On contacting Mindprint it turned out that they had recently discovered the same problem and had tracked it down to a particular production batch of Envoice MkIIs. The production fault has now apparently been solved and any early machines like this review model will be repaired or replaced free of charge should you find yourself with one. When functioning correctly, the mic circuitry should be on a par with the other Mindprint products, but clearly if you are considering buying the Envoice MkII it would be worth checking the performance of the mic amp to confirm it is working properly. The serial number of the review machine is 20093173, so models with similar numbers should be tested carefully. We hope to receive a more recent production unit shortly to check the performance again, so keep an eye on the SOS News pages for an update on this.
Other than that, everything worked very well indeed. The line input is quiet and stable, the DI input effective, the equaliser is easy to adjust and sounds very musical, and the compressor is capable of delivering everything from 'very subtle and transparent' to 'hard and punchy'. The metering and illuminated buttons make it easy to see what is going on, as does the design of the control knobs. I found the close proximity of the rotary controls and the size of the knobs made the Envoice MkII a little fiddly to adjust, but it's easier if you pinch the top of the knobs rather than trying to grasp them around their bases.
One aspect I particularly like is that the tube saturation can be used without the need to compress the signal, simply by dialing the ratio back to 1:1. The provision of a side-chain high-pass filter is also very useful when compressing bass-heavy material — and it makes the compressor far less susceptible to plosive pops on vocal tracks, for example.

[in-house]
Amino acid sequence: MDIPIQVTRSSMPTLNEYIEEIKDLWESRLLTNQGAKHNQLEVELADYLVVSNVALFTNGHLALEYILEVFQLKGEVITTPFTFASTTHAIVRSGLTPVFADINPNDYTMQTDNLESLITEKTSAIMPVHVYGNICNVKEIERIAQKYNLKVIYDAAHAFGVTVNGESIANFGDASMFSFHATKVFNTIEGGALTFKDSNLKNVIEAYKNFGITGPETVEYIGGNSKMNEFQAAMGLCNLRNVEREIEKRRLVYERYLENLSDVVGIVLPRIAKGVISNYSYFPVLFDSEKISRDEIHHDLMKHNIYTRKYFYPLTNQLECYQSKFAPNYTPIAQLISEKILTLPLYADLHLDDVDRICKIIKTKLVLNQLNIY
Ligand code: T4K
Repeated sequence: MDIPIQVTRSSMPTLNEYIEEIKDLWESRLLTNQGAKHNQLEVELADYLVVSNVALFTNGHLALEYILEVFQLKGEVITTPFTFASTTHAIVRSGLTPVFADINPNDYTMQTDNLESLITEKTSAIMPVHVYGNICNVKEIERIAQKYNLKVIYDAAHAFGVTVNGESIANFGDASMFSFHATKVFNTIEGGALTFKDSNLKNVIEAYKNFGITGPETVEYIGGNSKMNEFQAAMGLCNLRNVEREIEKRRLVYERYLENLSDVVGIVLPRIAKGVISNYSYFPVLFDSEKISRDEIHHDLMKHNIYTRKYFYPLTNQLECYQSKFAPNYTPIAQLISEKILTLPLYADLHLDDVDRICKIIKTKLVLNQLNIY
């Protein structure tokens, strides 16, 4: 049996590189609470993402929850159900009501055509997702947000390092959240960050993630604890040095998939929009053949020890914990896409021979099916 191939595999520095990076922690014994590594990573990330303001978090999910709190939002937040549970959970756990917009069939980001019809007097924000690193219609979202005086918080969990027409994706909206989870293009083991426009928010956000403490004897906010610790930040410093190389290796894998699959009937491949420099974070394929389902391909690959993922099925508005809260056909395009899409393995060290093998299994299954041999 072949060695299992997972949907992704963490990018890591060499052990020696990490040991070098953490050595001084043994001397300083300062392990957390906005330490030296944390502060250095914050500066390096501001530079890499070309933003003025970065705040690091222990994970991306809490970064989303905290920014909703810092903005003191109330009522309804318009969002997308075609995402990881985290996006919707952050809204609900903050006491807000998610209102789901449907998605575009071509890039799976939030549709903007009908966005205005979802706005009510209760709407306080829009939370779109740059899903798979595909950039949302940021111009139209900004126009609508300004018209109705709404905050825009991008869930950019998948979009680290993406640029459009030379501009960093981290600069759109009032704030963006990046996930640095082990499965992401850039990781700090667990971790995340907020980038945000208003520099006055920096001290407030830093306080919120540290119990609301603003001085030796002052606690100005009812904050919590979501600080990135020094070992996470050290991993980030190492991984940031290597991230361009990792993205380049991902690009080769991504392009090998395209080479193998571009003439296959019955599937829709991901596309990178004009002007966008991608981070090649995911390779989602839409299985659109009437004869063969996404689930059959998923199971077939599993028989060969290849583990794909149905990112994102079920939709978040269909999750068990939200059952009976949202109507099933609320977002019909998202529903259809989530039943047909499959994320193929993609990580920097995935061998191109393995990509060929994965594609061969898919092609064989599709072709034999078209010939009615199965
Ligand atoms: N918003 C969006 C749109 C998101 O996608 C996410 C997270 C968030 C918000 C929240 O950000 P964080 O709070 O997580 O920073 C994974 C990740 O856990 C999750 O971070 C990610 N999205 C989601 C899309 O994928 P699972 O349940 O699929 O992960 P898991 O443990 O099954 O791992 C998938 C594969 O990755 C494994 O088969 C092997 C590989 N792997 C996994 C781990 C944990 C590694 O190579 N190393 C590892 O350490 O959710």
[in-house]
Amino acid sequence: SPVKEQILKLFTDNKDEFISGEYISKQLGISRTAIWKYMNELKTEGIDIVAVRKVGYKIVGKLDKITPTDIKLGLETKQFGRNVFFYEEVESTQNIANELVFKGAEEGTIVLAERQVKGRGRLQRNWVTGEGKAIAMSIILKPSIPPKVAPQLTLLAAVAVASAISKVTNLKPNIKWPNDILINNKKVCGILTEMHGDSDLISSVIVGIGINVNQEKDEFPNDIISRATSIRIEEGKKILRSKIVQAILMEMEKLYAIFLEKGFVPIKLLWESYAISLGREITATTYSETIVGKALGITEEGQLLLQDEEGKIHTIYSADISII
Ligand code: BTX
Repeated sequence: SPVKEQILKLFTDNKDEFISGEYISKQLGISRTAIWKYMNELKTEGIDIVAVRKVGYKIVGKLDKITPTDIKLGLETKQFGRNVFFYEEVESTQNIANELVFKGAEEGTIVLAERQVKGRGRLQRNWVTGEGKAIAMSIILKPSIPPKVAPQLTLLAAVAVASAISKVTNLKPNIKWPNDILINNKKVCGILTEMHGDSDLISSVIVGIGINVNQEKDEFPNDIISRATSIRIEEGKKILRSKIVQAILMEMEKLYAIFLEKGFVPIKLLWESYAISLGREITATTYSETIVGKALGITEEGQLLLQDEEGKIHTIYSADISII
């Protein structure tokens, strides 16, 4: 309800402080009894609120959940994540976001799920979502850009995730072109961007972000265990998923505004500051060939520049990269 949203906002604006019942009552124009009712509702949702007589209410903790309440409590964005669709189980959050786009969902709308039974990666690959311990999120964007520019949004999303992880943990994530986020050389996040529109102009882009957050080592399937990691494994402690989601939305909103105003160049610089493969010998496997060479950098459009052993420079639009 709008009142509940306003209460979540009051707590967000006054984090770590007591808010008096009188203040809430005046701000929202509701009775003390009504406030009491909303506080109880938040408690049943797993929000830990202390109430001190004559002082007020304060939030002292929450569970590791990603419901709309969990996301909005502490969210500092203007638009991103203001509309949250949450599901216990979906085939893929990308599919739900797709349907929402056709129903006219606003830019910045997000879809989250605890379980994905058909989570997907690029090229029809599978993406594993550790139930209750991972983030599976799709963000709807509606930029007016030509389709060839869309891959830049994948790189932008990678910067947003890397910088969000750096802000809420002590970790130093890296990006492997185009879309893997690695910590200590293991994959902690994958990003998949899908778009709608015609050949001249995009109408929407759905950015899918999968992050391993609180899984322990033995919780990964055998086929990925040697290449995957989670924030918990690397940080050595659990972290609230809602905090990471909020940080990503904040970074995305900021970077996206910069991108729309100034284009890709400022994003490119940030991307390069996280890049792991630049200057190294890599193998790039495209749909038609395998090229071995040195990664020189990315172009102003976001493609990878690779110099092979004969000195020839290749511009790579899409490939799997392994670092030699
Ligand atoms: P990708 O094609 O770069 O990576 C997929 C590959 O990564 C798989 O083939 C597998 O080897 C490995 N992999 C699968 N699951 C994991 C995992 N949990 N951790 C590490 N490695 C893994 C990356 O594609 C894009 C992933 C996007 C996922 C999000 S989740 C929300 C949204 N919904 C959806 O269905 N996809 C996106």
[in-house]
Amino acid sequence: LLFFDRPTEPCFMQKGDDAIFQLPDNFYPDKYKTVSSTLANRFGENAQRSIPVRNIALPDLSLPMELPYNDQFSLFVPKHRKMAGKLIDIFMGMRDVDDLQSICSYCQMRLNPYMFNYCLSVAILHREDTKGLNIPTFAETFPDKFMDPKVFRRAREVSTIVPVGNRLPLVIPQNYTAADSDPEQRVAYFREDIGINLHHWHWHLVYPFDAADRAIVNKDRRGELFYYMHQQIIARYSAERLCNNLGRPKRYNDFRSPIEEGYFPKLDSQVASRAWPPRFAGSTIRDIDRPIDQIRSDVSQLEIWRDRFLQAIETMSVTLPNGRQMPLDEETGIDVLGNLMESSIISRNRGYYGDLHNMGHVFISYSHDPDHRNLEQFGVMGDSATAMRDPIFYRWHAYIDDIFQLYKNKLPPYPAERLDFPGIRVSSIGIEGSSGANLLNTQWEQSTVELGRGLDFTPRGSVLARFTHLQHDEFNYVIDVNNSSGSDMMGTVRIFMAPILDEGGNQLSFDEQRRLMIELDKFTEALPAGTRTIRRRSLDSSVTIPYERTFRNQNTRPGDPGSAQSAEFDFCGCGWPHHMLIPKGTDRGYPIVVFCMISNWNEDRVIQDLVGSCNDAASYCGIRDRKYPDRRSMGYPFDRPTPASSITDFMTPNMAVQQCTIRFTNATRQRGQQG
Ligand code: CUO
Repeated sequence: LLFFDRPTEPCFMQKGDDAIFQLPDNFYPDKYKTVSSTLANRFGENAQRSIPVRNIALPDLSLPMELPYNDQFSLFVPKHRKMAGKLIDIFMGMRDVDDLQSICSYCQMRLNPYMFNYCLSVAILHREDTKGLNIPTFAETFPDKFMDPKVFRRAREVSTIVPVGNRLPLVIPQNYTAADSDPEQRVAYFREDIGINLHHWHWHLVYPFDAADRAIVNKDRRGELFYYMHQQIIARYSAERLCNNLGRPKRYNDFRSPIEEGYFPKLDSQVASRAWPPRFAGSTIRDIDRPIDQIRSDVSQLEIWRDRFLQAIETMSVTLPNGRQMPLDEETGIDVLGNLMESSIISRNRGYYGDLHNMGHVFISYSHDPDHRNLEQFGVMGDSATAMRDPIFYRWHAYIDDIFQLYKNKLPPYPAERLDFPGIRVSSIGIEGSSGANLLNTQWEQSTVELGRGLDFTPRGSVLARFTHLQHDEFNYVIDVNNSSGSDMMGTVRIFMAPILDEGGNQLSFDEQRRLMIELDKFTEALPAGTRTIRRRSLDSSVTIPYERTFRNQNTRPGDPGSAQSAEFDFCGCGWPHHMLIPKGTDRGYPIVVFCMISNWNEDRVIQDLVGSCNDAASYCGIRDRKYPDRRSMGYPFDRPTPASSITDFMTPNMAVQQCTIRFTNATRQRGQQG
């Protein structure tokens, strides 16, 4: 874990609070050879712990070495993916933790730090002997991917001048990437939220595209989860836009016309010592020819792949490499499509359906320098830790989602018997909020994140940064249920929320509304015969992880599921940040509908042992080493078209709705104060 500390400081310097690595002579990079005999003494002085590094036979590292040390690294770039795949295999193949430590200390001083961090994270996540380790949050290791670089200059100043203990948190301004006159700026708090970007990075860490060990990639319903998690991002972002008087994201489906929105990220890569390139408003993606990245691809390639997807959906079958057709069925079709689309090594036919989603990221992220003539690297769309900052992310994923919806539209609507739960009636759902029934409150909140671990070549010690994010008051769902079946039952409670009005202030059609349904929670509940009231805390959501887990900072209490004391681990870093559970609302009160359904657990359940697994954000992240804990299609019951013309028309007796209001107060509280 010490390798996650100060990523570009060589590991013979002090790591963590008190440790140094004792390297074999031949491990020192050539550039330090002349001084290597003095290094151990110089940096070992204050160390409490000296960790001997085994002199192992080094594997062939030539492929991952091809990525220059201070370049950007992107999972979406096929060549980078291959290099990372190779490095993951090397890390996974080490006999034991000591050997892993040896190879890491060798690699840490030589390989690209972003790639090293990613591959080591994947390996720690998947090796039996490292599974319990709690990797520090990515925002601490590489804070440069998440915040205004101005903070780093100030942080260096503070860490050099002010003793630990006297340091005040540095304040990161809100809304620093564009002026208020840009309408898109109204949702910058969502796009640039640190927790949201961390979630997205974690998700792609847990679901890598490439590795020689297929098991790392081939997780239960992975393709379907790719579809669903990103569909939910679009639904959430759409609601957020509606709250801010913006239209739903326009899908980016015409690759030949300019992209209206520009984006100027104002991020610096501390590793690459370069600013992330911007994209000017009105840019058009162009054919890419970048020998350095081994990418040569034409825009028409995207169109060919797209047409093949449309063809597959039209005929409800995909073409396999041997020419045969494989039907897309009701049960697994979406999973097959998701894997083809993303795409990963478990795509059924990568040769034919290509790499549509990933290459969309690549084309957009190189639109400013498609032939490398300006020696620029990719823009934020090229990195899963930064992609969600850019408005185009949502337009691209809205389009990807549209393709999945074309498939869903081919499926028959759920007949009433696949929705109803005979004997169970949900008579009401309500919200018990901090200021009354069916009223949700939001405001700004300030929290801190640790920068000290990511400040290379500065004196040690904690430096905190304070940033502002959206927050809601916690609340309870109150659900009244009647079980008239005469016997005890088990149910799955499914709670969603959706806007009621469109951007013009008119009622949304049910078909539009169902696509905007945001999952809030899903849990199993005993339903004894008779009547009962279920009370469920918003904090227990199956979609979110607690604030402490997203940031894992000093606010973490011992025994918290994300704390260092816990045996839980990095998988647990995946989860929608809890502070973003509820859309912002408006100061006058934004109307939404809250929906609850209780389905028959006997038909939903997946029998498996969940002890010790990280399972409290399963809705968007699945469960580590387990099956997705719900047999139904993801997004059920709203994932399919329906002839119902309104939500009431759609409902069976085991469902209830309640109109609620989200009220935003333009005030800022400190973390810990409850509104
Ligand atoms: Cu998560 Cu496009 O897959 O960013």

Like the original, the Envoice MkII is capable of very subtle warm sounds, with a very responsive compressor which excels at transparent compression and performs far better than most in this UK price range. The mic preamp production problem aside, this MkII version offers a very worthwhile improvement over the original, and the USB interface module makes a very attractive alternative to the existing S/PDIF modules. On my PC the drivers proved easy to load and configure, and the system worked very well indeed. The latency is certainly very low and the S/PDIF routing flexibility will prove an additional benefit to many. Overall then, a thumbs up for the Envoice MkII, which should be firmly attached to the short list if you are planning to add a voice channel to your equipment inventory.
- Revised electronics throughout.
- Improved interconnectivity and better PSU.
- Musical EQ and transparent compressor.
- Controllable valve saturation effect.
- Optional digital modules now include USB interface.
- Problems with the mic preamp in early production batch.
- More congested control panel.
A well-equipped recording channel offering effective and musical processing at a very attractive price. The compressor is simply excellent and the valve saturation highly controllable. A versatile three-band EQ, flexible I/O facilities, and optional digital interfaces (including a new USB port) complete the picture.